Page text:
House of Commons Speaker John Bercow announced Monday that he intends to prevent President Trump from addressing Parliament during his upcoming state visit.

As is tradition, during their state visit, the US President is allowed the opportunity to address MPs and the House of Lords in Westminster Hall. Bercow intends to block Trump from this privilege as one of the three individuals with the authority to do so:

“As far as this place [the House of Commons] is concerned, I feel very strongly that our opposition to racism and to sexism and our support for equality before the law and an independent judiciary are hugely important considerations in the House of Commons.”

MPs in the House of Commons were divided over this issue, though applause was abundant among Labour MPs. Labour leader Jeremy Corbyn tweeted some time after the speech: “Well said John Bercow. We must stand up for our country’s values. Trump’s State Visit should not go ahead.”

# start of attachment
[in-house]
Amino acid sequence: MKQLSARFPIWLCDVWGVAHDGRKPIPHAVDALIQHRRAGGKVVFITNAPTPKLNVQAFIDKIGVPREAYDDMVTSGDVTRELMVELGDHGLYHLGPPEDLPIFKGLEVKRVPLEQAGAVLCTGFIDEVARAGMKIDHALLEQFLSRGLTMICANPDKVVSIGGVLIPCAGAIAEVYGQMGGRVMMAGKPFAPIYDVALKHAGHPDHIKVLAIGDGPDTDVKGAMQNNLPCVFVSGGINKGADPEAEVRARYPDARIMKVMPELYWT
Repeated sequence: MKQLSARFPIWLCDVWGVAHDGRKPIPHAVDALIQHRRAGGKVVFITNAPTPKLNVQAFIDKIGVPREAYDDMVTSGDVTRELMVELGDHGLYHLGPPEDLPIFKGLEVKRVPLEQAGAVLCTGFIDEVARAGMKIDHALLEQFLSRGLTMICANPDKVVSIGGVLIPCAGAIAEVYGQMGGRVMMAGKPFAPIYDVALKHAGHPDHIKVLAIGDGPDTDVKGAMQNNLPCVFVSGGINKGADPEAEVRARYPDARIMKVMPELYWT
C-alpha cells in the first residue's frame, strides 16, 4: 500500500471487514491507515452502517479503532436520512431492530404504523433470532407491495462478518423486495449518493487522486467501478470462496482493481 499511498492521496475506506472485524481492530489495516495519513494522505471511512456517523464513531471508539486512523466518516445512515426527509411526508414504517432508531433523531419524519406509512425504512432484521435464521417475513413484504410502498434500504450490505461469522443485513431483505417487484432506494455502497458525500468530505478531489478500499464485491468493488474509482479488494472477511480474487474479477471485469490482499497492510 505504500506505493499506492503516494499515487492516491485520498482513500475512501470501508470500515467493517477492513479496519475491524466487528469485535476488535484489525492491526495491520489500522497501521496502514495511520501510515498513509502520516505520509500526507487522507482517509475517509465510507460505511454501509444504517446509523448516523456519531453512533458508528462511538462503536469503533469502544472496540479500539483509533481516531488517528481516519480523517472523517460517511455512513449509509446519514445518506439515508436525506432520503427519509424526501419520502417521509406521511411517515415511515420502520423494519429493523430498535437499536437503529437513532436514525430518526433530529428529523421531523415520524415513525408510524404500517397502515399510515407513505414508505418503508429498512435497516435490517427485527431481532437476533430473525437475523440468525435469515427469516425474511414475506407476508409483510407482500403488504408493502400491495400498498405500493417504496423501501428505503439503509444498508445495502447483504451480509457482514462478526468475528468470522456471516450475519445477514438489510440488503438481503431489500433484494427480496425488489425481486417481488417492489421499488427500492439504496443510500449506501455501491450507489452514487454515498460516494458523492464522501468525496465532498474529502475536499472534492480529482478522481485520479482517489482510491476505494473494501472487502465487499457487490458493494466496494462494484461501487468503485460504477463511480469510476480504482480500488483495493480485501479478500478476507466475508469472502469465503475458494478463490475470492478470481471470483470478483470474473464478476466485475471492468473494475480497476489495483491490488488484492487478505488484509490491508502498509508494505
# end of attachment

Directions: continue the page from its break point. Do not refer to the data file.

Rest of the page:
Lib-Dem leader Tim Farron also applauded this decision.

“The government’s obsession to get a Brexit trade deal, any deal, means we have ended up in this situation. It has been a grubby little saga from beginning to end. Trump should be under no illusion. We are snubbing him.”

The Speaker’s decision has also been met with harsh criticism from former UKIP leader Nigel Farage. “For Speaker Bercow to uphold our finest parliamentary traditions, he should be neutral,” he said.

Bercow’s decision comes about following a very popular petition wishing to prevent Trump from making a state visit altogether, reaching 1.8 million as of Monday.

This petition has been slammed by Prime Minister Theresa May, who remained stoic in allowing Trump’s State visit to go ahead. “The United States is a close ally of the United Kingdom. We work together across many areas of mutual interest and we have that special relationship between us,” she said. “I have issued that invitation for a state visit for President Trump to the United Kingdom and that invitation stands.”

Trump’s refugee ban on seven middle-eastern countries incited protests and outrage internationally throughout the West, leading to thousands demanding he be banned from the UK altogether.

Despite Bercow’s view, as a speaker his role is to be a neutral party within the House of Commons—is he right to take such a stance and to try to prohibit Trump from addressing Parliament?